The Promenade Plantée, also known as the Coulée Verte René-Dumont, is an elevated green pathway in the Bastille district of Paris’s 12th arrondissement. It was once part of the former Vincennes railway line, which was decommissioned in the 1960s, and successfully converted into a beautiful urban oasis in 1993. Today it’s a popular place to escape the noisy city year-round.
Stretching approximately 4.7 kilometers (2.9 miles) from the Opéra Bastille to the Bois de Vincennes, it was the first green space of its kind in the world — a model for the “rails-to-trails” movement which inspired similar projects worldwide, such as the more recent High Line in New York City. The 71 archways below it have been converted into artisan workshops and art galleries, the Viaduc des Arts (worth a visit if you’re in the neighborhood).
The name “Promenade Plantée” translates to “planted walk” or “walk with trees,” which aptly describes the green and leafy nature of this city oasis. In 2013, the walkway was renamed the “Coulée verte René-Dumont” in honor of René Dumont, a French agronomist, sociologist, and environmental politician.
The park is elevated for much of its length, providing lovely views over the rooftops of the city (and rare peeks into the windows of Parisians who never bother with curtains). It features a variety of landscapes, including formal French gardens, wilder sections with native trees and shrubs, bamboo-lined walkways, trellised climbing roses, and numerous benches and spots to rest your feet.
It’s also not bad in the winter (less crowded, too):
Once you get to the Jardin de Reuilly (a favorite locals’ spot for picnics and sunbathing in summer) the path goes to ground level (joined by a bike path). It then continues through more modern architecture and a few tunnels before joining the Bois de Vincennes.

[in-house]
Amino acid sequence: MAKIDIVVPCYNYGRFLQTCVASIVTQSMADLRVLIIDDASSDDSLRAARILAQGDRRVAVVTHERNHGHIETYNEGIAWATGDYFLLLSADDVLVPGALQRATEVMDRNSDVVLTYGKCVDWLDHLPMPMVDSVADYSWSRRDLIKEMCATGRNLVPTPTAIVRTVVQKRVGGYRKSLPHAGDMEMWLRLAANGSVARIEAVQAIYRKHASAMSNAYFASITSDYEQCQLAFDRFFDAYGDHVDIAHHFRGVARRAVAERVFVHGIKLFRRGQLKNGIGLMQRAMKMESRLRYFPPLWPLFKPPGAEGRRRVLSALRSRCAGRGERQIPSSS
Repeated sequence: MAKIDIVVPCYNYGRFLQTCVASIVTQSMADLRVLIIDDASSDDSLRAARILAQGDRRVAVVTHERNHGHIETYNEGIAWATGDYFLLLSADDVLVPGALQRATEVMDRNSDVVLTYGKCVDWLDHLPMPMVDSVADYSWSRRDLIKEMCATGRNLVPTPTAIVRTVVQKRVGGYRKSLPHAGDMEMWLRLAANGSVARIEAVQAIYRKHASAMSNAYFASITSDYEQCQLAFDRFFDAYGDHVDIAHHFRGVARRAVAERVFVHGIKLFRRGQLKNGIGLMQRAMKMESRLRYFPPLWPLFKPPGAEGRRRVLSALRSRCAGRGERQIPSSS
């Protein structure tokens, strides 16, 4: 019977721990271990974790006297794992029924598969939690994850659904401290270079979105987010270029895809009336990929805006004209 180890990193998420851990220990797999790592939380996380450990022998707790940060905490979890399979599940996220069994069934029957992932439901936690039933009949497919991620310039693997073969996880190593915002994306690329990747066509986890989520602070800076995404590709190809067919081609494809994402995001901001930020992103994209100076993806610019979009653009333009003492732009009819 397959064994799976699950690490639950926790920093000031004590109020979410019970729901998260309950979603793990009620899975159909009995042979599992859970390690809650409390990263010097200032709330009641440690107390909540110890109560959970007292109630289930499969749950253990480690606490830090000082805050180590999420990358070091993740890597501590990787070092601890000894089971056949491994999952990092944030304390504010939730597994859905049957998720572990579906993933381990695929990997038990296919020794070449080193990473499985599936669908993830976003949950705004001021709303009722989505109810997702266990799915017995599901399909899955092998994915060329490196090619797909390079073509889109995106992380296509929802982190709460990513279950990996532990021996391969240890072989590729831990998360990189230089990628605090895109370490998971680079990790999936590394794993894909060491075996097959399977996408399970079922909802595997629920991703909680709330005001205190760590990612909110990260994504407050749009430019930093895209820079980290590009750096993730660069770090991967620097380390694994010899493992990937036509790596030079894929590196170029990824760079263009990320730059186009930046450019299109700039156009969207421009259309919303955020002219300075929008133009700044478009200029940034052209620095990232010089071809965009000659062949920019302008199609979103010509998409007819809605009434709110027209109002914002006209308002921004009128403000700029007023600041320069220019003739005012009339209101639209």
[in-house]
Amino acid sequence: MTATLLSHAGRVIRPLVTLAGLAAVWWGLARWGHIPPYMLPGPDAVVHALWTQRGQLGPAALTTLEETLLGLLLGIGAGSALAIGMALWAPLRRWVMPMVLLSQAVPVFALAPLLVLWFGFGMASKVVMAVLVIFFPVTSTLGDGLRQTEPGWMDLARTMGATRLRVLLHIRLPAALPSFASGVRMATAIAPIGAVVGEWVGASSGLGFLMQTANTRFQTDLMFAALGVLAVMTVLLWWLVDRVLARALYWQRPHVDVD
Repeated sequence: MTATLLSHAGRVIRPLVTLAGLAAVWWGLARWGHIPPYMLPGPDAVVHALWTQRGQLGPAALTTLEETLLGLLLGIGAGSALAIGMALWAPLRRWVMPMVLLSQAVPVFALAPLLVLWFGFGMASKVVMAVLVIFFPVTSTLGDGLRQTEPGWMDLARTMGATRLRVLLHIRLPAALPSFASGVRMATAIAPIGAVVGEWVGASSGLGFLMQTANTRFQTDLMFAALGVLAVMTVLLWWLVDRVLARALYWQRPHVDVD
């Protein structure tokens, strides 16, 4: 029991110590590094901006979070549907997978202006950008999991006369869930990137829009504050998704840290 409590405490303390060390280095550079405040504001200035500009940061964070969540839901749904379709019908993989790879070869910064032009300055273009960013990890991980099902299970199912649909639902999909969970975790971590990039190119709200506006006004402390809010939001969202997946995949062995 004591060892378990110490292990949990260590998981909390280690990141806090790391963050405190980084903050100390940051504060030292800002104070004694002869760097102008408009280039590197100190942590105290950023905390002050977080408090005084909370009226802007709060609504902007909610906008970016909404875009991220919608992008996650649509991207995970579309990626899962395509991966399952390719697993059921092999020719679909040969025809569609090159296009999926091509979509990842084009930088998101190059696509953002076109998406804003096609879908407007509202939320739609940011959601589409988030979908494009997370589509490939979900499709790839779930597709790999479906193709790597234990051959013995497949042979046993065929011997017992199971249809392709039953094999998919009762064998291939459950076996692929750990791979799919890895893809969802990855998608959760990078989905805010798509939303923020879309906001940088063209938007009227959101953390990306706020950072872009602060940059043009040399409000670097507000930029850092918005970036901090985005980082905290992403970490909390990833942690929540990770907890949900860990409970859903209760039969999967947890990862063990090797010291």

Like all good things, the Promenade Plantée is such a popular destination for both Parisians and tourists that it’s sometimes a victim of its own success. Summer afternoons can be so crowded you’ll be hard-pressed to find a quiet place to pose for your Instagram selfies (ha!). In the mornings you’ll have to dodge all of the runners sweating it out on their way to and from the Bois de Vincennes.
You can access the Promenade Plantée in several locations along the Avenue Daumesnil (usually where another street intersects below the Viaduc des Arts). There are elevators, but I haven’t once seen them actually working, so if you’re in a wheelchair (or generally balk at going up almost two flights of stairs), enter at the furthest southern point of the Promenade Plantée, where the Coulée Verte René-Dumont meets Rue Jaques Hillairet on the Google map. Here you can just follow the ramp towards Bastille (with the bridge going over the Jardin de Reuilly behind you).
Opening Hours of the Promenade Plantée
The Promenade gates are closed at night (like most of the city parks), when a park guard with a whistle chases everyone out. Summer hours are 7am-9:30pm, and winter hours are 8am-5:45pm, with fall and spring falling somewhere in between (sunlight hours on any given week are a good indication). You can check the current hours when you enter the gates or see them posted on the municipal website.